Trump Is Remaking America in His Nihilistic Image

The country is getting nastier and pettier by the day. Blame the guy at the top.

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Nov 13 2018, 5:49pm

Photo by Oliver Contreras-Pool/Getty

If Donald Trump had appeared at France's Aisne-Marne American Cemetery and Memorial for a Saturday event honoring World War I dead, it wouldn't have been remarkable. The planet would not have tilted differently on its axis had he showed up at Arlington National Cemetery on Veteran's Day and stood and swayed and hummed along to the National Anthem, either. And if he'd tele-prompted his way through some grave remarks about the shooting and fires that hit California like biblical plagues in the past week, likewise, those words would have been forgotten before the smoke cleared.

Trump didn't do any of those things. He skipped the French ceremony because the wet weather supposedly made travel by helicopter impossible, leaving critics to ask why his aides couldn't figure out alternatives. His initial response to the wildfires was to tweet a characteristically nasty and factually dubious statement about how the state should manage its forests better. He at least tweeted his sympathies to the victims of the shooting, but White House adviser Kellyanne Conway appeared on Fox News and sounded a somewhat caustic note when she said, “You know how this goes" in response to a question about the shooting aftermath. On Monday, while the country was commemorating Veterans Day, Trump wasn't scheduled to attend any public events, and spent the day at home in White House and tweeting speculatively about how the Democrats were hurting the stock market. (He did also tweet a video of himself delivering remarks at another World War I memorial event.)

None of this was exactly damning, at least in comparison with some of Trump's more outrageous behavior. But it underscored how lazy the president is, and showed us what direction he's dragging the country in. It's not a good one.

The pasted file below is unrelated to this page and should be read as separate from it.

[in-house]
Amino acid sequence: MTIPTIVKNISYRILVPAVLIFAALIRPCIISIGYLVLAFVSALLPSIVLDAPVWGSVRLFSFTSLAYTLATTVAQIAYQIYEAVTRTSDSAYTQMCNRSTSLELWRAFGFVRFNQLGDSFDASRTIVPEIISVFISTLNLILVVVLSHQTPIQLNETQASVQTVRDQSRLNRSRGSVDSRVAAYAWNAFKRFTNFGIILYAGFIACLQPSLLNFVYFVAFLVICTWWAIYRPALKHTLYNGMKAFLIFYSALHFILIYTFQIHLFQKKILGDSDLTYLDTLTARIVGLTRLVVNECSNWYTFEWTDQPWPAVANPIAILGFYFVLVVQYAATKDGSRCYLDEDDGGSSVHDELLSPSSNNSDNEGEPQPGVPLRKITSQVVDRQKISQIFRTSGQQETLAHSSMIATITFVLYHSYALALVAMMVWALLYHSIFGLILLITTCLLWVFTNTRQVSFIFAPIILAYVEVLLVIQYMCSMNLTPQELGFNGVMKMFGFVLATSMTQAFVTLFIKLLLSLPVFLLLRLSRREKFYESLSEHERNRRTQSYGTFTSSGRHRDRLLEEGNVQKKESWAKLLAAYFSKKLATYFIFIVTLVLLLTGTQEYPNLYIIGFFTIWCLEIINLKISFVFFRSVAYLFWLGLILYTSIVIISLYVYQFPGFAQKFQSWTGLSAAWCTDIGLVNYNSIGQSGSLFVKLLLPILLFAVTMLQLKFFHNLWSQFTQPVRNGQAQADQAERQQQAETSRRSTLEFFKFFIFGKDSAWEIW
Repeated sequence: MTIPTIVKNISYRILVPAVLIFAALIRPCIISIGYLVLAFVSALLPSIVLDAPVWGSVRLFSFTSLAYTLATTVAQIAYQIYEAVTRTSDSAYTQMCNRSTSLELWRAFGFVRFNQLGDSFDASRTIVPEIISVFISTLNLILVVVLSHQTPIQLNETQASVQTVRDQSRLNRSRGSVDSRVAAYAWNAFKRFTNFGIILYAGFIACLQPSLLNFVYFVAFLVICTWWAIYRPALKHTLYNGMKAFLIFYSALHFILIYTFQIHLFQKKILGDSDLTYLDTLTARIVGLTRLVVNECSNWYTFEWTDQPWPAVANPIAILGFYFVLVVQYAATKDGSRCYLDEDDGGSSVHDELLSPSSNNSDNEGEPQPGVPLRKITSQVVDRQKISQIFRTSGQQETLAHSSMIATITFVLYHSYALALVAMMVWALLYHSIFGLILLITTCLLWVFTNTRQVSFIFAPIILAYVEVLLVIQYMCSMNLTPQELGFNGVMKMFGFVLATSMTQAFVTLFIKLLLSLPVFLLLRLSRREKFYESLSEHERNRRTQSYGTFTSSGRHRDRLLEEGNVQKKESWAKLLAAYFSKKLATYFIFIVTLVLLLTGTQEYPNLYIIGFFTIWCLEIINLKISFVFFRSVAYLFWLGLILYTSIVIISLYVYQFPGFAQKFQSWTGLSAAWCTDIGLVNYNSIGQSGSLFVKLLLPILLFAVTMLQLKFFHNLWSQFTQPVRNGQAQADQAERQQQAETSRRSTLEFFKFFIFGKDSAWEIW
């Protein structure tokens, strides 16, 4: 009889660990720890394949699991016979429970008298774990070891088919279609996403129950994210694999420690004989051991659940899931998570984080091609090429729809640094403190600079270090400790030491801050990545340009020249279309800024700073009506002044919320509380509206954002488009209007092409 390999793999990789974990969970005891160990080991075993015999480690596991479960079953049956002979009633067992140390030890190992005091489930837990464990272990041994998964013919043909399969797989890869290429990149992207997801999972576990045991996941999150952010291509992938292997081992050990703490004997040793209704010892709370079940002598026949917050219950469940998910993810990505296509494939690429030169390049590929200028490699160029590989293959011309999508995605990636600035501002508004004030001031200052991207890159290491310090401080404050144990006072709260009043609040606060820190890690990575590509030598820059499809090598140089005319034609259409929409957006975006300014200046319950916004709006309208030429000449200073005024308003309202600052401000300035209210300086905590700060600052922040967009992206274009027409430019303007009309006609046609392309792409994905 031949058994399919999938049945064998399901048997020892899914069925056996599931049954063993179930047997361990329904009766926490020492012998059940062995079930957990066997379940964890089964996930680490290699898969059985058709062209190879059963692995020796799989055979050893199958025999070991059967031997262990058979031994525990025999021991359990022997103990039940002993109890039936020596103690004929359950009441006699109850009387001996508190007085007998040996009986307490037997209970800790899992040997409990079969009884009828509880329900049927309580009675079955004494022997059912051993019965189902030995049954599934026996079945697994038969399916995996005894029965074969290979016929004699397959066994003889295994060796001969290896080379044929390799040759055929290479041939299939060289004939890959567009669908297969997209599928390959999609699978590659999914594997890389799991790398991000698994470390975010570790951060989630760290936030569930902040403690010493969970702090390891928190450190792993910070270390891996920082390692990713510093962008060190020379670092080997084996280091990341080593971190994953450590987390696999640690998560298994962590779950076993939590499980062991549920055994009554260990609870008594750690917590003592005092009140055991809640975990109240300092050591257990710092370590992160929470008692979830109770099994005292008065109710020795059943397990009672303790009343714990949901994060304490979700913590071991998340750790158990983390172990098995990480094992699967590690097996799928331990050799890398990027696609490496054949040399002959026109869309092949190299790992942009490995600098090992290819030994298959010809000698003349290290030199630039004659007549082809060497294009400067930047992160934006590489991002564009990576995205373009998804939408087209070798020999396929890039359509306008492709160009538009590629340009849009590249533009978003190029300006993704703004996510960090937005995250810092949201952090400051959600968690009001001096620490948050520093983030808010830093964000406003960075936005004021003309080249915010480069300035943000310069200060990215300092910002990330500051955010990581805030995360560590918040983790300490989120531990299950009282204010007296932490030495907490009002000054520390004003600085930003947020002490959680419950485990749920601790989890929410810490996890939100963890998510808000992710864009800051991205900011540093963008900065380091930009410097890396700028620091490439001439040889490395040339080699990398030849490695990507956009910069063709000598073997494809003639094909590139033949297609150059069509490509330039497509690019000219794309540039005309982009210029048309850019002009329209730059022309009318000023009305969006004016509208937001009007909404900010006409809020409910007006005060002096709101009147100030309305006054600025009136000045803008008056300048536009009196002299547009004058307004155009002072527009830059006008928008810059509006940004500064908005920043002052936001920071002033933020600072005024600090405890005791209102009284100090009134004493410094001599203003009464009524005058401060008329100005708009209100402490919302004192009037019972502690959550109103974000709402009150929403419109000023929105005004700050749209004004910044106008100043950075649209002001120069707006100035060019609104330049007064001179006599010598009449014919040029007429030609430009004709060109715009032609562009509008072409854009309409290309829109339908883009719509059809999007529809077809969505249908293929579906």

Trump obviously has an aversion to the routine prestige of being the most powerful man in the world. He hasn't visited any American troops overseas—despite being outspokenly pro-military—because, he told the AP recently, he's "very busy." He became the first president since Ronald Reagan to skip the White House Correspondents Dinner, and Reagan only missed it because he had just been shot by a would-be assassin. And where most presidential-caliber politicians invoke "bipartisanship" and unity anytime they can, Trump spends his energy decrying his haters and stoking fears—even in his inaugural address, he bemoaned what he called "American carnage."

This is the squishiest part of Trump's presidency, the trickiest to evaluate. Didn't Barack Obama deliver speech after speech about the greatness of America and how we can accomplish impossible tasks? Eight years of that didn't stop the country from being so warped by rage and cable news that it elected a reality show host president. Replacing Obama's rhetoric with Trump's smirking, it stands to reason, shouldn't make much of a difference.

But the president's words matter, if for no other reason than that they send other politicians and pundits scurrying to fashion their own narratives. The chief executive's attitudes can trickle down to the rest of the country and set a toxic tone. Trump's well-known pettiness has created mountains out of personal beefs—witness the recent banning of CNN reporter Jim Acosta from White House press briefings over an exhaustively dissected video of Acosta pulling a microphone away from a White House aide. (CNN is now suing the White House in response to that ban.) Meanwhile, a Trump-supporting congressman who assaulted a reporter last year, lied to cops about it, and was subsequently praised by the president won re-election last week. Or think about all the other Republicans who have embraced Trump's tactic of crying voter fraud without evidence. Trump's refusal to denounce white supremacists has no doubt emboldened racists, and his railing against the caravan of migrants headed slowly toward the US from Central America likely helped fuel wall-to-wall media coverage of that non-threat.